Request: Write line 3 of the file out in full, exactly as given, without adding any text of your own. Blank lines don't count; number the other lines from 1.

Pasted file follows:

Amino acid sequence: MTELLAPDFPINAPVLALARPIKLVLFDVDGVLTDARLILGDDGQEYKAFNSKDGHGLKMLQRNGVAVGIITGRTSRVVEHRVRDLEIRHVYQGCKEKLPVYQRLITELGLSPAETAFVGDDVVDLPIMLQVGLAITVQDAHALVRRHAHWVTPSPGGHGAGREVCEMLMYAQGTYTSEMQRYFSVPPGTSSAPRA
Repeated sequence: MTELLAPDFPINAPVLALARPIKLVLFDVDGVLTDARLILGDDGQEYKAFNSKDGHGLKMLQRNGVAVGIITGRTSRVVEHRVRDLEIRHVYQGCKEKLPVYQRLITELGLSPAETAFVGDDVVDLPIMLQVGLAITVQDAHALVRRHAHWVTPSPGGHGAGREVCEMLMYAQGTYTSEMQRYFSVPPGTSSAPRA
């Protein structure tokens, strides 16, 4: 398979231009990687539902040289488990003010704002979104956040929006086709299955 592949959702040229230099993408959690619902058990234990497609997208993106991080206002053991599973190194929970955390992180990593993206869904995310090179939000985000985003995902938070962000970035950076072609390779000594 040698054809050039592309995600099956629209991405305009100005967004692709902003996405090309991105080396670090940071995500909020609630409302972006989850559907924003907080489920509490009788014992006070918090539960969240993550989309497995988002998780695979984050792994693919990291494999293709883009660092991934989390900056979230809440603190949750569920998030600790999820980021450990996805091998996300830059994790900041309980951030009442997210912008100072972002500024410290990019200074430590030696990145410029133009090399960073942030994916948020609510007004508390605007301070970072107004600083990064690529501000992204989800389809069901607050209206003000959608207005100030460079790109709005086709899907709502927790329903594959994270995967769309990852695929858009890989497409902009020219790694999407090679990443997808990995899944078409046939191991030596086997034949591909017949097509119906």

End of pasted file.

């Protein structure tokens, strides 16, 4: 398979231009990687539902040289488990003010704002979104956040929006086709299955 592949959702040229230099993408959690619902058990234990497609997208993106991080206002053991599973190194929970955390992180990593993206869904995310090179939000985000985003995902938070962000970035950076072609390779000594 040698054809050039592309995600099956629209991405305009100005967004692709902003996405090309991105080396670090940071995500909020609630409302972006989850559907924003907080489920509490009788014992006070918090539960969240993550989309497995988002998780695979984050792994693919990291494999293709883009660092991934989390900056979230809440603190949750569920998030600790999820980021450990996805091998996300830059994790900041309980951030009442997210912008100072972002500024410290990019200074430590030696990145410029133009090399960073942030994916948020609510007004508390605007301070970072107004600083990064690529501000992204989800389809069901607050209206003000959608207005100030460079790109709005086709899907709502927790329903594959994270995967769309990852695929858009890989497409902009020219790694999407090679990443997808990995899944078409046939191991030596086997034949591909017949097509119906």